‘The Irishman’ is Proving to Become Scorsese’s Opus Because Storytelling Matters

‘The Irishman’ is Proving to Become Scorsese’s Opus Because Storytelling Matters

While the Academy’s Best Actor statue is going to become a victim in a brutal game of Tug-of-War among a few guys named Hanks, De Niro, Pacino, Bale, Damon, and oh yeah, Phoenix, it seems the Best Director is on lock for Mr. Martin Scorsese.

We have already experienced the arduous task of ranking his films, but to put this latest undertaking of his on top of that hallowed ground seems almost elementary if you read the latest hoopla over his November release on Netflix The Irishman. 

the irishman boxLast weekend, at the time of this posting, The Irishman premiered at — where else — the New York Film Festival and the response has been nothing short of extraordinary (or ordinary considering the source).

If you search Twitter, you will see raving reviews over the acting, the cinematography, the characterization, the storytelling, and all the CGI technology to “de-age” De Niro, Pesci, and Pacino.

Everyone is clamoring about this movie. Everyone is standing up and applauding for Scorsese’s triumph. And it seems everyone should because of one simple thing.

The “going back to the same character well” argument is old. The “movies are too damn long” argument is old too. When Scorsese brings his A-game, everyone takes notice. Again, only one reason why.

Despite what you think about Netflix. Regardless of how you may romanticize the making of film. And who cares your particular slant over big screen versus small screen, we are seeing right now what movies are meant to be — stellar storytelling. 

Time to Go Back to the Basics

the irishman
Source: STX Entertainment/Sikelia Productions

I once read a fantastic blog post about storytelling that reached me as a writer and a movie fan. One quote in particular:

The value storytelling holds as a source of inspiration and as a teaching tool makes it the most important tradition mankind possesses.

Here. Here. 

Since the annals of time, storytelling is what has connected the generations. “Papa, how do you kill dinosaurs? Well, lemme tell you a story,” From religion to family to war to peace, the one constant throughout every century is the sharing of stories so we don’t lose track of who we are and the unfathomable journey it took to get there.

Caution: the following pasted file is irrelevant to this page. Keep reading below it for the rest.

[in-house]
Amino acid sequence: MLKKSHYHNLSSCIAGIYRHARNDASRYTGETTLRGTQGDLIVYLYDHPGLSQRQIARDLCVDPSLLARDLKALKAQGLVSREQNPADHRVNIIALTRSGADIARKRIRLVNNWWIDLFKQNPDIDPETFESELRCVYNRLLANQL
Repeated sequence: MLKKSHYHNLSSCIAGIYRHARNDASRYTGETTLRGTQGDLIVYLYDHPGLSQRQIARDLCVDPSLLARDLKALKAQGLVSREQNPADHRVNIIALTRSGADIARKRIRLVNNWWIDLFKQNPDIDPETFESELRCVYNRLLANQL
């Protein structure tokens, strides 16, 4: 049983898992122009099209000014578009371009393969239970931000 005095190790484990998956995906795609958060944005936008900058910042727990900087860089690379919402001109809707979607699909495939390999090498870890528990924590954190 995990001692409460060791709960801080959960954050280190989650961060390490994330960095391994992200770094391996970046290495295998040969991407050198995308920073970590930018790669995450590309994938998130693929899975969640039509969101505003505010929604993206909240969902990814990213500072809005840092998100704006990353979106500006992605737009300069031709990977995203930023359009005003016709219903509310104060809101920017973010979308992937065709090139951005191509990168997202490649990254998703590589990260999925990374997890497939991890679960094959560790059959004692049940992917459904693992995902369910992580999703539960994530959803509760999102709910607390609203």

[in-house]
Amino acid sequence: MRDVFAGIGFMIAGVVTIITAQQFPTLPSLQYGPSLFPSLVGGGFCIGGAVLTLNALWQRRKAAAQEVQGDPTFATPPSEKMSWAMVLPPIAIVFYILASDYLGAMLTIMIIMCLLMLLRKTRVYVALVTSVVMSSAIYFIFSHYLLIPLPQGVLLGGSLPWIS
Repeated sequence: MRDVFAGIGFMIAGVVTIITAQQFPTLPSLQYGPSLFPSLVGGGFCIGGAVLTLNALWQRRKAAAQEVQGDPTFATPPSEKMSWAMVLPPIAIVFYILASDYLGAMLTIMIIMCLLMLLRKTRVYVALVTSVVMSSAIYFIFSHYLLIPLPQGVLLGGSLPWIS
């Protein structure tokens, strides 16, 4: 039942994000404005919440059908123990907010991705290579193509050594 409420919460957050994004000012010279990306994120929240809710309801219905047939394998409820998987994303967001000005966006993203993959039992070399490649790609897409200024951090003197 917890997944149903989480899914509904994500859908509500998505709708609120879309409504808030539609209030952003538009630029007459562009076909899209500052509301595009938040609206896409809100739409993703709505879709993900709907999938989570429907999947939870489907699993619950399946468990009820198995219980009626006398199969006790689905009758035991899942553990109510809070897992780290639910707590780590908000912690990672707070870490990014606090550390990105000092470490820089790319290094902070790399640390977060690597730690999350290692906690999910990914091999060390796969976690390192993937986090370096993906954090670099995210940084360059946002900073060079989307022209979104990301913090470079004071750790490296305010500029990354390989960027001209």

When we come across a good movie, it’s because of the VFX, CGI, and a bunch of other acronyms you learn in film school. When we encounter a great film, it’s because of the basics: the visual appeal, the emotive study, the way a story envelops you as you park in a seat clutching a Coke and barely surmising enough strength for the smile.

That’s what a story does. That is what why we applaud and come back for more. (Most of the time…still trying to figure out the “why” behind Avatar.)

Among the many reviews of The Irishman that celebrate the trek back to storytelling was Chris Evanglista’s:

When you have crime and pals, you have a really good movie most of the time. Add the raw emotion and “melancholy,” and you get to great and potentially Oscar-winning. That is not because of seamless de-aging technology. (Just ask Gemini Man if that helps that movie at the box office.)

This is because of the story and the master storyteller behind it. Again, simple. 

And if you don’t believe me, have you seen what Guillermo del Toro did on Twitter? An illustrious 13-tweet rant extolling the absolute greatness and moviemaking splendor of this film.  Really! 

Behold: That is the power of true storytelling.

Only something that moves us to our core could force us to write without thinking and speak without listening. You just have to get it out of your system — a mental and emotional symbiotic regurgitation of experience. And that is the result. Only stories can do that to a cinephile. Only stories ever could.

The Irishman opens in select theaters from November 1 and on Netflix November 27. That’s three weeks to do what you should do — enjoy the story as it was meant to be appreciated and then see what you do on Twitter.


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